Brown tide in bay not harmful to people

Water experts say risk is posed to animals, plants

May 24, 2002|By Heather Dewar | Heather Dewar,SUN STAFF

A brown tide that has been blooming for more than two weeks in Isle of Wight Bay near Ocean City could be harmful to bay life, but not to people, state water quality experts say.

Coffee-colored water appeared early this month in the St. Martin River and in Herring and Turville creeks, near Isle of Pines on the bay's western shore, and in Assawoman Bay. It also turned up south of the Ocean City inlet in Chincoteague Bay but has since faded in that area, state officials said.

Tests by the Maryland Department of Natural Resources traced the dark stain to a harmful algae, Aureococcus anophagefferens, first discovered in New England in 1985.

"This is the first time we've seen major blooms in the northern bays," although brown tide has been seen before off Assateague Island, said David Goshorn, chief of DNR's living resource assessment program.

Laboratory tests show the brown tide is dense enough to cause problems for clams, scallops, juvenile fish and underwater grasses. The agency is awaiting confirmation of initial tests showing algae counts of more than 700,000 cells per liter of water -- thick enough to kill some bay life, DNR biologists said.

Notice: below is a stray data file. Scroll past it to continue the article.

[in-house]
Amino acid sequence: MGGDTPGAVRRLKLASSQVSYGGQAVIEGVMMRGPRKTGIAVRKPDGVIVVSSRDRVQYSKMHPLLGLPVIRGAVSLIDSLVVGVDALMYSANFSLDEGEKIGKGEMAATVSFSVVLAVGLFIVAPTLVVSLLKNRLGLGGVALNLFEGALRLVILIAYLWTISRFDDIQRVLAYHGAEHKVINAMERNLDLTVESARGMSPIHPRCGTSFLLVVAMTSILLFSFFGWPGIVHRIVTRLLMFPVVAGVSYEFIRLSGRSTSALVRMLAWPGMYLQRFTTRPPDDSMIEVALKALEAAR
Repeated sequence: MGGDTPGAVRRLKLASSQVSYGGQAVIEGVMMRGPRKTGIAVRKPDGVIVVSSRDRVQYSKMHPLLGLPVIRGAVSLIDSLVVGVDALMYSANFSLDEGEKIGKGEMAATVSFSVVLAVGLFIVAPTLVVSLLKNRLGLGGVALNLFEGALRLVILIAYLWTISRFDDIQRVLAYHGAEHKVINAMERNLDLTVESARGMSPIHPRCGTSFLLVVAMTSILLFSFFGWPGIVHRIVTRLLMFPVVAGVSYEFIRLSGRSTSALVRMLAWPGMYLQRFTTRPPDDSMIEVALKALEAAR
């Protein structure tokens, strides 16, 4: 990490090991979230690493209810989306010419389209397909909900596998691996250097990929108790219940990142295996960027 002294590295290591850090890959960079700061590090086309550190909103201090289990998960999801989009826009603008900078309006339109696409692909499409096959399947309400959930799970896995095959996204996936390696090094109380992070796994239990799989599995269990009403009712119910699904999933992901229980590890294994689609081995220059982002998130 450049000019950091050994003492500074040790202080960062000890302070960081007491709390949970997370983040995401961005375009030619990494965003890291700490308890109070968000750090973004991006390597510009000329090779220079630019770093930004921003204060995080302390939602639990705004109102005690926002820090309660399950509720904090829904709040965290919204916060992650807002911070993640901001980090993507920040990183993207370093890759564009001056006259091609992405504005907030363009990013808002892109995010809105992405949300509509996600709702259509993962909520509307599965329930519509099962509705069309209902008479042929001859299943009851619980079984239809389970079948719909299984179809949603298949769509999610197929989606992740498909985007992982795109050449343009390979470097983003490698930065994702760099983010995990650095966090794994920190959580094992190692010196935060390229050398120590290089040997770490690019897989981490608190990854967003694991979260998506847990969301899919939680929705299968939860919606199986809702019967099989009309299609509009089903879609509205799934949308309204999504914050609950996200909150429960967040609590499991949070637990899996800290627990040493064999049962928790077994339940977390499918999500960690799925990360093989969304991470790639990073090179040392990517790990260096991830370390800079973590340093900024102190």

Aureococcus is not toxic to people and doesn't taint shellfish, which remain safe to eat, the biologists said.

Two other harmful algae types were at low levels in the northern bays early this month. One microorganism, Dinophysis acuminata, can sicken people who eat tainted shellfish, and forced the temporary closure of some Potomac River oyster beds in February. In the coastal bays, it has been found only in places that are already off-limits to shellfish harvesting because of pollution, Goshorn said.

The other variety, Prorocentrum minimum, causes a reddish-brown discoloration called mahogany tide. DNR natural resources planner Peter Tango said that in rare cases, the algae can be toxic and one Chesapeake Bay sample from the 1990s tested positive for potential toxicity. However, mahogany tide levels were relatively low in early May and had fallen lower by mid-May, DNR biologists said.

Scientists aren't sure what causes the blooms. But Robert Magnien, director of DNR's tidewater ecosystems division, said there is evidence linking brown tide to high levels of nutrients, which may come from sewage, animal waste or decomposing plants. The St. Martin River, Herring Creek, Turville Creek and the nearby waters of Isle of Wight Bay have some of the coastal bays' highest nutrient levels, DNR tests show.

"People should be concerned about that, because it's an indication the bays are not as healthy as they could be," Goshorn said. "As far as swimming, jet-skiing or fishing and eating what you catch, there should be no concern there."

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